“We don’t currently have specific winemaking methods to affect glycoprotein levels – there has been no call for such procedures – but it would not be hard to create such a procedure,” he says. While Palmisano’s findings only show the similarities between wine glycoproteins and those found in known allergens, and do not yet establish cross-reactivity, Waterhouse still finds this a very exciting lead.
“We do have methods to reduce protein levels, so it may be possible to extend those to glycoprotein.”
From here on, researchers other than Palmisano will have to take the lead, as the scientist plans on returning his attention to his main area of study: the role of glycoproteins in the spread of tumor cells in cancer. Still, he hopes that experts in the allergy field will build on his early findings, and possibly even launch clinical trials.
“In Denmark, we don’t have the infrastructure and the patients to do the follow-up,” says Palmisano, who has received dozens of e-mails and calls from allergists who treat patients with severe reactions to wine, as well as requests for his study. A large European pharmaceutical company is also looking closely at the study.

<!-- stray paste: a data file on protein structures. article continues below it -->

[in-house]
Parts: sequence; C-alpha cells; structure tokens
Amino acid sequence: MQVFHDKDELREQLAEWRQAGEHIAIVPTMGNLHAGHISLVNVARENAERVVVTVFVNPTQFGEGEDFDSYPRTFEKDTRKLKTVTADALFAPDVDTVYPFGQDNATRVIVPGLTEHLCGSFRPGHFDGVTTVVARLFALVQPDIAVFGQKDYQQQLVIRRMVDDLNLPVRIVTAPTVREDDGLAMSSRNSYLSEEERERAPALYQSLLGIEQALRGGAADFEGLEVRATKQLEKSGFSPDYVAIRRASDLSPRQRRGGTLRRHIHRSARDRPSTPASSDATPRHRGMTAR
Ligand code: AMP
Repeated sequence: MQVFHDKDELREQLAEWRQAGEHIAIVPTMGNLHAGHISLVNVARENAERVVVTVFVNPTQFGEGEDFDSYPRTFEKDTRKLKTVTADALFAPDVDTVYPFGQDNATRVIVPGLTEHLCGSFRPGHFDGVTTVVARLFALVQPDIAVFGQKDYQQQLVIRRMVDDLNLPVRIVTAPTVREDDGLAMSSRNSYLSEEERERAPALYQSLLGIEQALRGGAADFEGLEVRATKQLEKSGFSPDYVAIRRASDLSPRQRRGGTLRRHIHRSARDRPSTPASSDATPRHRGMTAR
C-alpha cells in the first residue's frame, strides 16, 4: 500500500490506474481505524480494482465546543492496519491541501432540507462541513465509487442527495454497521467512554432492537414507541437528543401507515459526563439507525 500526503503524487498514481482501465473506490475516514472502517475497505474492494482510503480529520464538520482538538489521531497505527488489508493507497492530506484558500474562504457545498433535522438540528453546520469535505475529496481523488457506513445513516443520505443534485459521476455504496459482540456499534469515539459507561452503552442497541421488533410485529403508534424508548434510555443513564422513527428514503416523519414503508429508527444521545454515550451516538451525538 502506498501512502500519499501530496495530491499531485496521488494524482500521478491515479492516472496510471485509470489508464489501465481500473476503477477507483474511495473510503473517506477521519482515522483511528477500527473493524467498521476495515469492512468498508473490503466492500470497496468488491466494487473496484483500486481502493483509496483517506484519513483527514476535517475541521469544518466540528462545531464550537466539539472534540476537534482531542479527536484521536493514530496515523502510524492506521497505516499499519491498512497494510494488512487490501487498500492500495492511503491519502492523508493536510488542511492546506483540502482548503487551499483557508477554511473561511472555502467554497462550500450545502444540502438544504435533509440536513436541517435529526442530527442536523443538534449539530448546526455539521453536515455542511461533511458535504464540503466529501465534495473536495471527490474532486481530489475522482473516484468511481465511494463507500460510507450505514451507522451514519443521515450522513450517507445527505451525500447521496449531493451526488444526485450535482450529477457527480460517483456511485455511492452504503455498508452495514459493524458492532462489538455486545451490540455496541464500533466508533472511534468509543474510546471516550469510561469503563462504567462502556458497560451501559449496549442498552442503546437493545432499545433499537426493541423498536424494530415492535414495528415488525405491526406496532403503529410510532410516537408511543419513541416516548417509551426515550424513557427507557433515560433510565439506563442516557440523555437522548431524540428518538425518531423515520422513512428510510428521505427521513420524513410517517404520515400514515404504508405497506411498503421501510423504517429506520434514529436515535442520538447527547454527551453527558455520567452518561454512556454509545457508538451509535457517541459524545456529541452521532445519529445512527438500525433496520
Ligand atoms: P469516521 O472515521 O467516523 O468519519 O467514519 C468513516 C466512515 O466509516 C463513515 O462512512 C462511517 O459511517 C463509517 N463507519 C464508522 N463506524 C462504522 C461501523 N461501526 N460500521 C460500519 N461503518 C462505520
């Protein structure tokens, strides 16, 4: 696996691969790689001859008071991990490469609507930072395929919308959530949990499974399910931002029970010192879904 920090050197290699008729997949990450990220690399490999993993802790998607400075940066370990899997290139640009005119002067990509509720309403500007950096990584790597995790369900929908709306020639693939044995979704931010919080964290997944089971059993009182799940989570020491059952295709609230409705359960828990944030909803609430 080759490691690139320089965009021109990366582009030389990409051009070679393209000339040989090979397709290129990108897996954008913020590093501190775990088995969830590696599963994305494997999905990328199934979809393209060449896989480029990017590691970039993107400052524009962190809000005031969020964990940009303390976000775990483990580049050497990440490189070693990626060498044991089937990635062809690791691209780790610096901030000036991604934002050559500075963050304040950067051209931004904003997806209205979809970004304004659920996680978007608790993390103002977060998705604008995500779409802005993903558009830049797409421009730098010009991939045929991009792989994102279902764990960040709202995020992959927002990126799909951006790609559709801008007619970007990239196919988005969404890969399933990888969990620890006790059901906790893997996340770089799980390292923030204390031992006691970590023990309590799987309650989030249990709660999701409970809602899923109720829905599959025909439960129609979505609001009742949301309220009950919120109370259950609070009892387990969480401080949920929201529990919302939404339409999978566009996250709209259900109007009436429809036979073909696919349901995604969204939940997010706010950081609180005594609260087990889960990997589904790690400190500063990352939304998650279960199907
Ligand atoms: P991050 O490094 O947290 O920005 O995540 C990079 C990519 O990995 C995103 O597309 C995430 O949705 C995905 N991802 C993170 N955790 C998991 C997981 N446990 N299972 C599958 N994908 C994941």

In the meantime, Kishari Sing says she can wait. She has grown accustomed to a life without alcohol – although her business clients often question why she’s not sharing the wine at lunches and dinners. Still, if science found a way for her to enjoy what some call the nectar of the gods, she wouldn’t say no.
“I sent my friend to a chocolate and wine pairing event, and I was just dying that I couldn’t experience that,” says Sing, a self-professed foodie. “And I’d love to do a wine tasting tour in the Napa Valley, then have a really great multi-course dinner where they serve a different wine with each course, because I spend a lot of time cooking but feel like I’m missing out on half the equation. So that’s the kind of thing I’d love to do.”
See also: What Causes Your Reaction to Alcohol? 
First published in Allergic Living magazine.